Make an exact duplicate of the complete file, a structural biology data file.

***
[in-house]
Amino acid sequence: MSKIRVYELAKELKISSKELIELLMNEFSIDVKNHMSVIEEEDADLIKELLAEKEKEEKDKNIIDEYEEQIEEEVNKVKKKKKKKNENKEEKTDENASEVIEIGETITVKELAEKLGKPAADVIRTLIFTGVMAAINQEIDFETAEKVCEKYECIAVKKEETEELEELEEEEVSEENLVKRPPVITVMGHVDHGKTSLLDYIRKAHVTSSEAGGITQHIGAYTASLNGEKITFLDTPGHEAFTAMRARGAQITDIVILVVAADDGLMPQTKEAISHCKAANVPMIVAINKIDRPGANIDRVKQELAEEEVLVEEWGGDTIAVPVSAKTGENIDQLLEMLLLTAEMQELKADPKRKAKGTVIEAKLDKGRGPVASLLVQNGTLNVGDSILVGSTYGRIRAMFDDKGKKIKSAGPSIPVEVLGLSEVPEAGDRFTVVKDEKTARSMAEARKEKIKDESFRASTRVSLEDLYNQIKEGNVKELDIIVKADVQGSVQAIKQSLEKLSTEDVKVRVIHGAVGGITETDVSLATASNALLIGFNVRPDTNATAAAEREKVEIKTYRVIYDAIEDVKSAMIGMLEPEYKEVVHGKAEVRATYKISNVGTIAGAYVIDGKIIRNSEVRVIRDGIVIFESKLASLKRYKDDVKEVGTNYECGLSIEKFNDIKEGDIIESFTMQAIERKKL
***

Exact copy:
[in-house]
Amino acid sequence: MSKIRVYELAKELKISSKELIELLMNEFSIDVKNHMSVIEEEDADLIKELLAEKEKEEKDKNIIDEYEEQIEEEVNKVKKKKKKKNENKEEKTDENASEVIEIGETITVKELAEKLGKPAADVIRTLIFTGVMAAINQEIDFETAEKVCEKYECIAVKKEETEELEELEEEEVSEENLVKRPPVITVMGHVDHGKTSLLDYIRKAHVTSSEAGGITQHIGAYTASLNGEKITFLDTPGHEAFTAMRARGAQITDIVILVVAADDGLMPQTKEAISHCKAANVPMIVAINKIDRPGANIDRVKQELAEEEVLVEEWGGDTIAVPVSAKTGENIDQLLEMLLLTAEMQELKADPKRKAKGTVIEAKLDKGRGPVASLLVQNGTLNVGDSILVGSTYGRIRAMFDDKGKKIKSAGPSIPVEVLGLSEVPEAGDRFTVVKDEKTARSMAEARKEKIKDESFRASTRVSLEDLYNQIKEGNVKELDIIVKADVQGSVQAIKQSLEKLSTEDVKVRVIHGAVGGITETDVSLATASNALLIGFNVRPDTNATAAAEREKVEIKTYRVIYDAIEDVKSAMIGMLEPEYKEVVHGKAEVRATYKISNVGTIAGAYVIDGKIIRNSEVRVIRDGIVIFESKLASLKRYKDDVKEVGTNYECGLSIEKFNDIKEGDIIESFTMQAIERKKL